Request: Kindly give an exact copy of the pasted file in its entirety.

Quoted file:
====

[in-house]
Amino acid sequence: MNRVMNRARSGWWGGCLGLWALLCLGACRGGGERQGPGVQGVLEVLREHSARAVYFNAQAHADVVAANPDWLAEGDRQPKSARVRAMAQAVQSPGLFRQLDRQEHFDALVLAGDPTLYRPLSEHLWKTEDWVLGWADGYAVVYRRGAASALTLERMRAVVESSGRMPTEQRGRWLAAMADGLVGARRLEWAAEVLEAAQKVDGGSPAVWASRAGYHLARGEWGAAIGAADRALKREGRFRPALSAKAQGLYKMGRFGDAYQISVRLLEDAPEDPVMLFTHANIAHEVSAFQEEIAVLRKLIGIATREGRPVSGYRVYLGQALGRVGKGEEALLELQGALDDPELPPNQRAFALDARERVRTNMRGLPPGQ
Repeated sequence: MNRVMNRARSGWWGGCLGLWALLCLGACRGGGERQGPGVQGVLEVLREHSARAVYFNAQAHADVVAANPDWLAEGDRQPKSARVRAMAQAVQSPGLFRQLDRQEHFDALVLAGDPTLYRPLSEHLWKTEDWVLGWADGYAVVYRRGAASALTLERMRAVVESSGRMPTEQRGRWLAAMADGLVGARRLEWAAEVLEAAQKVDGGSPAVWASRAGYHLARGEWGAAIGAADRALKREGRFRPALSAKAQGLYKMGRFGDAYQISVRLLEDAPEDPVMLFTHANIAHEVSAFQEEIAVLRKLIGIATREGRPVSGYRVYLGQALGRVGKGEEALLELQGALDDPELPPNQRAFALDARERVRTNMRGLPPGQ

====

[in-house]
Amino acid sequence: MNRVMNRARSGWWGGCLGLWALLCLGACRGGGERQGPGVQGVLEVLREHSARAVYFNAQAHADVVAANPDWLAEGDRQPKSARVRAMAQAVQSPGLFRQLDRQEHFDALVLAGDPTLYRPLSEHLWKTEDWVLGWADGYAVVYRRGAASALTLERMRAVVESSGRMPTEQRGRWLAAMADGLVGARRLEWAAEVLEAAQKVDGGSPAVWASRAGYHLARGEWGAAIGAADRALKREGRFRPALSAKAQGLYKMGRFGDAYQISVRLLEDAPEDPVMLFTHANIAHEVSAFQEEIAVLRKLIGIATREGRPVSGYRVYLGQALGRVGKGEEALLELQGALDDPELPPNQRAFALDARERVRTNMRGLPPGQ
Repeated sequence: MNRVMNRARSGWWGGCLGLWALLCLGACRGGGERQGPGVQGVLEVLREHSARAVYFNAQAHADVVAANPDWLAEGDRQPKSARVRAMAQAVQSPGLFRQLDRQEHFDALVLAGDPTLYRPLSEHLWKTEDWVLGWADGYAVVYRRGAASALTLERMRAVVESSGRMPTEQRGRWLAAMADGLVGARRLEWAAEVLEAAQKVDGGSPAVWASRAGYHLARGEWGAAIGAADRALKREGRFRPALSAKAQGLYKMGRFGDAYQISVRLLEDAPEDPVMLFTHANIAHEVSAFQEEIAVLRKLIGIATREGRPVSGYRVYLGQALGRVGKGEEALLELQGALDDPELPPNQRAFALDARERVRTNMRGLPPGQ